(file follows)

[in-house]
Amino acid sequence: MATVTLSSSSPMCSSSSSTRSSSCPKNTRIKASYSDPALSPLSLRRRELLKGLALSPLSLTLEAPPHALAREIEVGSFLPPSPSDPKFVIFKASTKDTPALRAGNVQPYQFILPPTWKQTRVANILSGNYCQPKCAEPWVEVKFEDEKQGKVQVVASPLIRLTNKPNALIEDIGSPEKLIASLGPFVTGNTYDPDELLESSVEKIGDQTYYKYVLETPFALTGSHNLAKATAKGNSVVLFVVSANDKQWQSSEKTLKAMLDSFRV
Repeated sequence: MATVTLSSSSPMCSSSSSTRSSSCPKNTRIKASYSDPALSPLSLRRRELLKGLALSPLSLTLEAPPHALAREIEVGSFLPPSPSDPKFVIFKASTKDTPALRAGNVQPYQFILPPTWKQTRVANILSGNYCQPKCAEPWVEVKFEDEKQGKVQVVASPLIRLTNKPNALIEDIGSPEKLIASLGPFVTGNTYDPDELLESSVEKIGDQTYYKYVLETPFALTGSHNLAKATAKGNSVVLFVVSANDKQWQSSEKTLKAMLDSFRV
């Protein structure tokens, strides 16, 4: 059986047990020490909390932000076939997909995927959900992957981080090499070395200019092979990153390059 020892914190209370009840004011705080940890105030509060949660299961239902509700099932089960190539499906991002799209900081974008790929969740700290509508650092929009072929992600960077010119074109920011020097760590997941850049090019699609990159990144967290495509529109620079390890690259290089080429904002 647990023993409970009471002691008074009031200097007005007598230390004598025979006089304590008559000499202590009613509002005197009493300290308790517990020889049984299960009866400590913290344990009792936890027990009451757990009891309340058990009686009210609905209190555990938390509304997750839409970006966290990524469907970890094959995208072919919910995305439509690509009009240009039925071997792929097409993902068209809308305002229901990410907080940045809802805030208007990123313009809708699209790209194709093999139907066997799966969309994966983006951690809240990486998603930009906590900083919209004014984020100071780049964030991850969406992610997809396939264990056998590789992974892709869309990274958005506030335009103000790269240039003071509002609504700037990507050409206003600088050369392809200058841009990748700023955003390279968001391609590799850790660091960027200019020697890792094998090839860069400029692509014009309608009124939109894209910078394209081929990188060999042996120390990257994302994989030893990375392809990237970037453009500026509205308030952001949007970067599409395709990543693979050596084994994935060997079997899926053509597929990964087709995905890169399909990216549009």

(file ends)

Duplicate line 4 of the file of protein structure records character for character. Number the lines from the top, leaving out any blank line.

């Protein structure tokens, strides 16, 4: 059986047990020490909390932000076939997909995927959900992957981080090499070395200019092979990153390059 020892914190209370009840004011705080940890105030509060949660299961239902509700099932089960190539499906991002799209900081974008790929969740700290509508650092929009072929992600960077010119074109920011020097760590997941850049090019699609990159990144967290495509529109620079390890690259290089080429904002 647990023993409970009471002691008074009031200097007005007598230390004598025979006089304590008559000499202590009613509002005197009493300290308790517990020889049984299960009866400590913290344990009792936890027990009451757990009891309340058990009686009210609905209190555990938390509304997750839409970006966290990524469907970890094959995208072919919910995305439509690509009009240009039925071997792929097409993902068209809308305002229901990410907080940045809802805030208007990123313009809708699209790209194709093999139907066997799966969309994966983006951690809240990486998603930009906590900083919209004014984020100071780049964030991850969406992610997809396939264990056998590789992974892709869309990274958005506030335009103000790269240039003071509002609504700037990507050409206003600088050369392809200058841009990748700023955003390279968001391609590799850790660091960027200019020697890792094998090839860069400029692509014009309608009124939109894209910078394209081929990188060999042996120390990257994302994989030893990375392809990237970037453009500026509205308030952001949007970067599409395709990543693979050596084994994935060997079997899926053509597929990964087709995905890169399909990216549009």